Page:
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Publication numberUS4327930 A
Publication typeGrant
Application numberUS 06/129,329
Publication dateMay 4, 1982
Filing dateMar 11, 1980
Priority dateMar 19, 1979
Publication number06129329, 129329, US 4327930 A, US 4327930A, US-A-4327930, US4327930 A, US4327930A
InventorsNobuyoshi Tominaga, Nobuyoshi Kurai, Hajime Ueno, Sadahide Suzuki
Original AssigneeYamaha Hatsudoki Kabushiki Kaisha
Export CitationBiBTeX, EndNote, RefMan
External Links: USPTO, USPTO Assignment, Espacenet
Frame for two-wheeled vehicle
US 4327930 A
Abstract
A frame for a two-wheeled vehicle such as a motorcycle or a power-driven cycle or a bicycle which has a bifurcated rear portion that forms a chamber to receive a suspension member. The suspension member interlinks the frame and an upper portion of a rear arm that has pivot points for the joinder to the suspension, for the frame, and for the rear wheel.
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Claims(3)
We claim:
1. In a two-wheeled vehicle including a main frame, a rear arm which is generally triangular in side elevation, said rear arm having a front end pivotally connected to said main frame, and a suspension mounted between the top of said rear arm and said main frame, said main frame comprising a pair of horizontally opposed metal plate members joined together at their forward portions and diverging from one another from a mid-portion to their rear portions, whereby to form a bifurcated portion; and a generally V-shaped inner plate bent aroung generally upright axes covering the insides of said metal plate members where they diverge, said metal plate members being continuously welded to one another in said formed portion, and to said inner plate where they diverge from one another, whereby said inner plate reinforces said frame where the metal plate members diverge, and forms, therewithin a chamber in which said suspension is mounted.
2. Apparatus according to claim 1 including said suspension means connected to said inner plate, and said rear arm pivotally mounted to said main frame and pivotally connected to said suspension means to cause said suspension means to shorten and elongate as said rear arm deflects up and down.
3. Apparatus according to claim 1 in which said metal plate members are bulged sidewardly, and joined at their edges to each other and to the inner plate, whereby to form a hollow frame.
Description
FIELD OF THE INVENTION

This invention relates to a frame structure for a two-wheeled vehicle such as a motorcycle, a power-driven cycle or a bicycle.

BACKGROUND OF THE INVENTION

There is known a two-wheeled vehicle including a rear arm having a generally triangular side elevation, and having a rear end on which a rear wheel is rotatably mounted, a main frame on which the front end of the rear arm is rotatably supported, and a suspension mechanism mounted between the top of the rear arm and the main frame. If a large suspension mechanism is employed in a vehicle having such a suspension mechanism, it is necessary to provide a space for mounting it therein at the sacrifice of space for the main frame. This should, however, not be permitted to result in reduced rigidity of the main frame. Therefore, provision must be made for preventing reduction in the rigidity of the main frame.

BRIEF DESCRIPTION OF THE INVENTION

In view of these circumstances, it is an object of this invention to provide a frame structure which can form a sufficient space for mounting a suspension mechanism therein, and increase the rigidity of a main frame. In order to attain this object according to this invention, the main frame is formed by a pair of transversely spaced metal plate members which are joined together, and an inner plate which is welded between the metal plate members to bifurcate a portion of the main frame, and define a suspension chamber therein.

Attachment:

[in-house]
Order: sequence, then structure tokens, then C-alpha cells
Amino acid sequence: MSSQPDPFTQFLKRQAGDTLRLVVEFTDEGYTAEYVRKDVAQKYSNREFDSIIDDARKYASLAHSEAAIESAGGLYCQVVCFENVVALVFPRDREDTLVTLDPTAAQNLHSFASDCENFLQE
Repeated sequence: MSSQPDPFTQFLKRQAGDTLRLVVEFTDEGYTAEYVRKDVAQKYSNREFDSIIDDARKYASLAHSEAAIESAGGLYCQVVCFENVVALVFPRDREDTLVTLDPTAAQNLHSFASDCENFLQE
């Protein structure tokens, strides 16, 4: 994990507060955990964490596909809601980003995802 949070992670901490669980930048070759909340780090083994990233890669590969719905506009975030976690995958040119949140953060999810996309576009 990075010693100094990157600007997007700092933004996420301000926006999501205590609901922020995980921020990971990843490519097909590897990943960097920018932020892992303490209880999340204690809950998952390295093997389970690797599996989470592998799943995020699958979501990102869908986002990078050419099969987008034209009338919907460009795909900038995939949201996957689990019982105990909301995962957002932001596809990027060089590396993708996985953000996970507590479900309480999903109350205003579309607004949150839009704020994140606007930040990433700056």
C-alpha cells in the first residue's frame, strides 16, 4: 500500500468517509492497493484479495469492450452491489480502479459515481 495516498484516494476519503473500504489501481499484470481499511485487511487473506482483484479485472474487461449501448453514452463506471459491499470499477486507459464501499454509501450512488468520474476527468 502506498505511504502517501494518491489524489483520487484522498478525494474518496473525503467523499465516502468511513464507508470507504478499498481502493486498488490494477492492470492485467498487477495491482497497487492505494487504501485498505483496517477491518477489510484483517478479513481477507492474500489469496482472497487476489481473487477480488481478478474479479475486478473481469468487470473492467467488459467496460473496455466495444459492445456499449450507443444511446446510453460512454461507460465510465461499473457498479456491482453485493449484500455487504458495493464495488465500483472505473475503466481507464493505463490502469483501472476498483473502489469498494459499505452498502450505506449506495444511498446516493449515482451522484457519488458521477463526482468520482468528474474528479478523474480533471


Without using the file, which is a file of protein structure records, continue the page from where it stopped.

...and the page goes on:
This invention will now be described in detail with reference to the drawings.

BRIEF DESCRIPTION OF THE DRAWINGS

FIG. 1 is a partly omitted side elevational view showing an embodiment of this invention as applied to a motorcycle;

FIG. 2 is a top plan view of FIG. 1;

FIG. 3 is a fragmentary side elevational view in FIG. 1, partly in section; and

FIG. 4 is an end view taken along the line IV--IV of FIG. 1.

DETAILED DESCRIPTION OF THE DRAWINGS

In the drawings, numeral 1 indicates a main frame formed by a pair of transversely spaced metal plate members 1a and 1b, each having a generally C-shaped cross section. These are joined together along the peripheral edges thereof. Thus, Main frame 1 has a box-shaped cross section.

Main frame 1 includes a tank rail portion 2 and a bent portion 3 extending from the rear end of the tank rail portion 2. A steering head pipe 4 is welded to the front end of the tank rail portion 2. That portion of the main frame 1 which extends from the rear half of the tank rail portion 2 to the top of the bent portion 3 is bifurcated to define a suspension chamber 5 therein. The metal plate members 1a and 1b project laterally to some extent, with their inner faces departing from each other in the region from the rear half of the rear tank rail portion 2 to the bent portion 3, and an inner plate 6 is welded to close the inside opening. The area surrounded by the inner plate 6 defines the suspension chamber 5.

The suspension chamber 5 vertically extends through the main frame 1 as is evident from FIGS. 3 and 4. The metal plate members 1a and 1b are joined to each other at the bottom of the bent portion 3. A bracket 7 having a channel-shaped side elevation is welded to the inner plate 6 at the front end of the suspension chamber 5 as shown in FIG. 3. In the bent portion 3, the metal plate member 1a is formed with a circular opening 8. In FIG. 1, numeral 9 denotes an air cleaner disposed beside the bent portion 3. Air entering the air cleaner 9 flows into the main frame 1 through the opening 8. Air entering the main frame 1 through the opening 8 is drawn into the cylinders of an engine 20 through the intake pipes 10 and 11 connected to the tank rail portion 2 as shown in FIG. 1.

A pair of transversely spaced brackets 12 are rigidly secured to the main frame 1 in depending relationship from the bent portion 3 thereof (FIGS. 1 and 3). A cylindrical bearing pipe 13 extends through the brackets 12 and is secured thereto (FIG. 2). A rear arm 30 is pivotally connected to the bearing pipe 13.

A V-shaped engine 20 has a pair of cylinders 21 and 22 disposed one behind the other longitudinally of the vehicle. A channel-shaped bracket 23 is secured to the head of the front cylinder 21, and extends across the tank rail portion 2 of the main frame 1 in spaced apart relation therefrom. The bracket 23 is secured to the front end of the tank rail portion 2 by collars. A bracket 24 having a pair of transversely spaced, downwardly inclined mounting surfaces is secured to the head of the rear cylinder 22. A pair of brackets 25 each disposed opposite to one of the mounting surfaces of the bracket 24 are welded to the main frame 1. The brakcets 24 and 25 are resiliently connected to each other by rubber bushes not shown. A crank case 26 for the engine 20 is secured to the main frame 1 by the brackets 12.